Or if you're a girl, the women will look at your boobs, just a peek. A mental note. But hey, you can do the same. Not that you would do that, as you're not a pervert obviously, because then you would be hanging out on crowded trains with others of your ilk. See above. And here in the hotsprings, almost everyone is alarmingly thin. Soon you will realize this may be because of what's on the menu. Which brings me to...

#3. Your terrifying dinner

It looks at you accusingly the whole time you're eating.

As with any foreign country, there will always be a few suspicious things on the menu you'd rather avoid. In France it's escargo, in dubai, boiled goat head... well, Japan is no exception.

horumon-yaki? That's pig guts. Well, I'll get yaki-tori, that's safe right? chicken? well, you'd best be able to read the menu, because you might end up ordering nan-kotsu, or cartilage. Mm, chewy crunchy cartilage. Feels like you're eating someone's nose.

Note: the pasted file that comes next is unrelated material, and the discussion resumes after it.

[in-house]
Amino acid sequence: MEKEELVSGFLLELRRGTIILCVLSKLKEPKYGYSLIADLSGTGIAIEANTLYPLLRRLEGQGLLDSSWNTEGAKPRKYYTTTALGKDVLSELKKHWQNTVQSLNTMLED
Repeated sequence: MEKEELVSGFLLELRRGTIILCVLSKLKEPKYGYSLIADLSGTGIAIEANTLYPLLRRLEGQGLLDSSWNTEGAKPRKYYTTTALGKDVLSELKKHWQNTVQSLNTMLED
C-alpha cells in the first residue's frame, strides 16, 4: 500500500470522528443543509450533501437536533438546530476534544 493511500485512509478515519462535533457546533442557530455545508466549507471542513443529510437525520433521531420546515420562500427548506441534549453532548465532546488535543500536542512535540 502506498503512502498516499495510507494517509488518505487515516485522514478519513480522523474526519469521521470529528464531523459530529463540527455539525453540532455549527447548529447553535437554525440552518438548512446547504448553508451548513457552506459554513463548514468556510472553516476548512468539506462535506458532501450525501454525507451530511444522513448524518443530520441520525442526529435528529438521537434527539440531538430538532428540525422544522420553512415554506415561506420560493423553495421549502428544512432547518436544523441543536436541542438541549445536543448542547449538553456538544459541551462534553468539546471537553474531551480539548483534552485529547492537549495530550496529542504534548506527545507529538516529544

... not that I would know anything about that. :D

So, let's get some sashimi, then. I bet you think you know what sashimi means, that's raw fish. Piece of cake! I eat that back home all the time!
Oh no, ha ha, sashimi? Why, that simply means raw sliced meat. In any form.
You can get all sorts of things raw you would never dream of!
raw cow meat?? raw ... horse meat??!! Raw ... whale meat??!??! Raw... chicken?! Can't you get salmonella poisoning from that?

The answer, by the way, is yes. Yes you can.